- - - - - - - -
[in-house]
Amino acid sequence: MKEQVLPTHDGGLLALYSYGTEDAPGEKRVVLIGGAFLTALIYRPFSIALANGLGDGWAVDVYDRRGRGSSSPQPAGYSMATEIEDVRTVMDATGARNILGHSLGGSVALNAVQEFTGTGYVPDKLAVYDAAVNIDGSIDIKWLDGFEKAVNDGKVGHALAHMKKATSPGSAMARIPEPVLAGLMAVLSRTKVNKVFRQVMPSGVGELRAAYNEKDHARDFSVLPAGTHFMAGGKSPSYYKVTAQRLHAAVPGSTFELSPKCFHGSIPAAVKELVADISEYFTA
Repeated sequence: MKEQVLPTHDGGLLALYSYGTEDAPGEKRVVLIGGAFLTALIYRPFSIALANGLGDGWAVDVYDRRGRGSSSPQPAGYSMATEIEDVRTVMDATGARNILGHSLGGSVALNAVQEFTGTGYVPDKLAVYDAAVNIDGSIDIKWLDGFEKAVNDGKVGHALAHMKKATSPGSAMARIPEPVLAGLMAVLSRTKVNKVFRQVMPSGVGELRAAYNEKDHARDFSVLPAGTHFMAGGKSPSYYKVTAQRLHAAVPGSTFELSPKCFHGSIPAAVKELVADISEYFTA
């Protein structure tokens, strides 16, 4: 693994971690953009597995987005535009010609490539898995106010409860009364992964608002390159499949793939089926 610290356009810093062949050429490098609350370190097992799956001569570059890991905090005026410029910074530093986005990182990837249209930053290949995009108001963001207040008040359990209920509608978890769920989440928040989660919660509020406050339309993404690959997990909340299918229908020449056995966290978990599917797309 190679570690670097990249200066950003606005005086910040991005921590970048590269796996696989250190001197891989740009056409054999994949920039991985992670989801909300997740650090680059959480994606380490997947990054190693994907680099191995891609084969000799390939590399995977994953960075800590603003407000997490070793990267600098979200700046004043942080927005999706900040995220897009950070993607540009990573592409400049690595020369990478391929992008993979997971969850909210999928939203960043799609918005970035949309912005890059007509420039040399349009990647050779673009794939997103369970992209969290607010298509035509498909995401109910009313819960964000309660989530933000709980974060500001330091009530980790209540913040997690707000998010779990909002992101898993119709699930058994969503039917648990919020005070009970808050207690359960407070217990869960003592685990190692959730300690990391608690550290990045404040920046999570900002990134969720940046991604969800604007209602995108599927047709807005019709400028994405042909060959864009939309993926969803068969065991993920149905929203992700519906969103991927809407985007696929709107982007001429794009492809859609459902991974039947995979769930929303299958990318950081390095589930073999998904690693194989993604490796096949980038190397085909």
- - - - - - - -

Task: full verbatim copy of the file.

[in-house]
Amino acid sequence: MKEQVLPTHDGGLLALYSYGTEDAPGEKRVVLIGGAFLTALIYRPFSIALANGLGDGWAVDVYDRRGRGSSSPQPAGYSMATEIEDVRTVMDATGARNILGHSLGGSVALNAVQEFTGTGYVPDKLAVYDAAVNIDGSIDIKWLDGFEKAVNDGKVGHALAHMKKATSPGSAMARIPEPVLAGLMAVLSRTKVNKVFRQVMPSGVGELRAAYNEKDHARDFSVLPAGTHFMAGGKSPSYYKVTAQRLHAAVPGSTFELSPKCFHGSIPAAVKELVADISEYFTA
Repeated sequence: MKEQVLPTHDGGLLALYSYGTEDAPGEKRVVLIGGAFLTALIYRPFSIALANGLGDGWAVDVYDRRGRGSSSPQPAGYSMATEIEDVRTVMDATGARNILGHSLGGSVALNAVQEFTGTGYVPDKLAVYDAAVNIDGSIDIKWLDGFEKAVNDGKVGHALAHMKKATSPGSAMARIPEPVLAGLMAVLSRTKVNKVFRQVMPSGVGELRAAYNEKDHARDFSVLPAGTHFMAGGKSPSYYKVTAQRLHAAVPGSTFELSPKCFHGSIPAAVKELVADISEYFTA
């Protein structure tokens, strides 16, 4: 693994971690953009597995987005535009010609490539898995106010409860009364992964608002390159499949793939089926 610290356009810093062949050429490098609350370190097992799956001569570059890991905090005026410029910074530093986005990182990837249209930053290949995009108001963001207040008040359990209920509608978890769920989440928040989660919660509020406050339309993404690959997990909340299918229908020449056995966290978990599917797309 190679570690670097990249200066950003606005005086910040991005921590970048590269796996696989250190001197891989740009056409054999994949920039991985992670989801909300997740650090680059959480994606380490997947990054190693994907680099191995891609084969000799390939590399995977994953960075800590603003407000997490070793990267600098979200700046004043942080927005999706900040995220897009950070993607540009990573592409400049690595020369990478391929992008993979997971969850909210999928939203960043799609918005970035949309912005890059007509420039040399349009990647050779673009794939997103369970992209969290607010298509035509498909995401109910009313819960964000309660989530933000709980974060500001330091009530980790209540913040997690707000998010779990909002992101898993119709699930058994969503039917648990919020005070009970808050207690359960407070217990869960003592685990190692959730300690990391608690550290990045404040920046999570900002990134969720940046991604969800604007209602995108599927047709807005019709400028994405042909060959864009939309993926969803068969065991993920149905929203992700519906969103991927809407985007696929709107982007001429794009492809859609459902991974039947995979769930929303299958990318950081390095589930073999998904690693194989993604490796096949980038190397085909």